Our work

A new gallery roof

The new rooflight improves both illumination and protection

The Picture Gallery is open again.

After a thirteen month project the precious contents of the Picture Gallery are now protected from ultra violet light and infrared radiation by high-tech roof glazing. Just as important, it is also weatherproof, unlike its predecessor.

The replaced roof light was designed for the squash court, which was the original purpose of this room. However, the original 1930s appearance was preserved, so to many eyes nothing will have changed - except for the better.

Caring for our collection

Items in light rooms like the Long Gallery need special attention

Items in light rooms like the Long Gallery need special attention

At Upton we use both remedial conservation and preventative conservation.

When you visit find out why we put teasels on the chairs and why we don't use gloves when cleaning porcelain; also, how we protect artefacts in the house from irreversible damage by light and how we maintain the house as a welcoming home rather than a museum.

Caring for the pool

During autumn 2013 the pool was drained to deal with leaks.

Thousands of fish were temporarily re-housed in one of Upton's other pools and the opportunity was taken to clear the pool of unwanted weeds and other vegetation.

The wet winter refilled it quickly, and apart from much clearer water there is no longer any clue to what has happened.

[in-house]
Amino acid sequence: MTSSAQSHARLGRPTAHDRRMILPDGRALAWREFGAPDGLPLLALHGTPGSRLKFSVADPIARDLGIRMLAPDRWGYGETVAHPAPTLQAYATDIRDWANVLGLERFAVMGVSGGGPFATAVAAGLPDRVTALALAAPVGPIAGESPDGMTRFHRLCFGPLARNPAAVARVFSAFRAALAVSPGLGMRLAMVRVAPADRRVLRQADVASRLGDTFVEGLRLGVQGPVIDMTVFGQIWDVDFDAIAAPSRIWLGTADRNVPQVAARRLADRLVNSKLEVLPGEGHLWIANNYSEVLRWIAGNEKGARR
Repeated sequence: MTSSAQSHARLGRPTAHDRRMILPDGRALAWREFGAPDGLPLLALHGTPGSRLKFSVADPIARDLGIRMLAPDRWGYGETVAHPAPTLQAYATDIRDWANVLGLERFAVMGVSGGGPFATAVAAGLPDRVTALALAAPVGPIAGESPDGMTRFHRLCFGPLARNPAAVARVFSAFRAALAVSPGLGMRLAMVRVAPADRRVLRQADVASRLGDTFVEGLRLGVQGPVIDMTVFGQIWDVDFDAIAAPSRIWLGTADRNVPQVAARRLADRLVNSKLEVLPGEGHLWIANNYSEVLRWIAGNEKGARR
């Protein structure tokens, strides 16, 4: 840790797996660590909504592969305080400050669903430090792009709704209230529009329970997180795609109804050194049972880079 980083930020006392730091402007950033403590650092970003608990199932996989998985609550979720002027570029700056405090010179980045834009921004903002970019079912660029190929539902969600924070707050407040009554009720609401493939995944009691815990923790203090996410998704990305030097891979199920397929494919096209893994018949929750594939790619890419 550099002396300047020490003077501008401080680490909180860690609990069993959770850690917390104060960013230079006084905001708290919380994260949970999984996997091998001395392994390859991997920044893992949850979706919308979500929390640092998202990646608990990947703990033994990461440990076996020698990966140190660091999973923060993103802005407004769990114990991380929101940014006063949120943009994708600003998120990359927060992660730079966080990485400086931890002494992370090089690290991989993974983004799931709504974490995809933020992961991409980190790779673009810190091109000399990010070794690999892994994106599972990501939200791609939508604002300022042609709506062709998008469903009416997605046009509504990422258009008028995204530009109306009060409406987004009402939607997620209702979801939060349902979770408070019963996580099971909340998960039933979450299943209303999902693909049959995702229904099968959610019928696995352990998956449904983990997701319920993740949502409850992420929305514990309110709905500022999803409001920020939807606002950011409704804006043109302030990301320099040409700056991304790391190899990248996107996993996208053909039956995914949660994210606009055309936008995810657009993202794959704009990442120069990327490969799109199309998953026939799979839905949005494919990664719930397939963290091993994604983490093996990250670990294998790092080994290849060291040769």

Caring for the garden

The gardeners at Upton House answer visitors queries

Upton's 12 acres require the attention of a handful of permanent gardeners and dozens of volunteer helpers.

Although the imprints of previous owners over the centuries remain evident, the gardens are being returned to their 1930s heyday. An orchard, herbaceous borders, vegetable garden, bog garden, wild areas and extensive grassed areas all pose a variety of challenges, but helping visitors with their queries is important too.

Previous exhibitions

From Lowry to Piper:20th century art

 © John Piper estate

Opening in 2013, this exhibition showed work by eight British artists from the 1930s to the 1950s - L.S. Lowry, Prunella Clough, John Armstrong, Duncan Grant, Ivon Hitchens, Keith Vaughan, William Scott and John Piper. Upton's Viscount Bearsted became involved with them as chairman of London's Whitechapel Gallery.


Glenn Brown

Copywright image of The Shallow End for Glenn Brown Curator Event Upton © Glenn Brown

From late 2012 into 2013 Glenn Brown, Turner prize nominated British contemporary artist, displayed various works at Upton House. It was the first art exhibition to be held in the new Squash Gallery.


Upton's Backs to the Future

Upton Backs to the Future exhibition displays the hidden side of paintings © Mike Perry

In early 2014 Upton gave visitors a rare view into a world normally seen only by owners of art, curators and galleries. The back of a painting is an insight into its pulse.


Sigrid Holmwood

Touch, painted by Sigrid Holmwood for Upton House © Sigrid Holmwood

As part of its Year of Art celebrations in 2012 Upton commissioned contemporary artist, Sigrid Holmwood, for two new works inspired by the collection of Old Masters on display in the house.

Shell and the Art of Advertising

Uptons Shell exhibition echoes its 1930s links with the oil company © Royal Dutch Shell  plc

The Shell oil company was founded by the father of Upton's former owner, Viscount Bearsted II. Under the chairmanship of Lord Bearsted in the 1930s Shell engaged contemporary artists such as Graham Sutherland and John Piper to create some of the most distinctive advertising material of the century.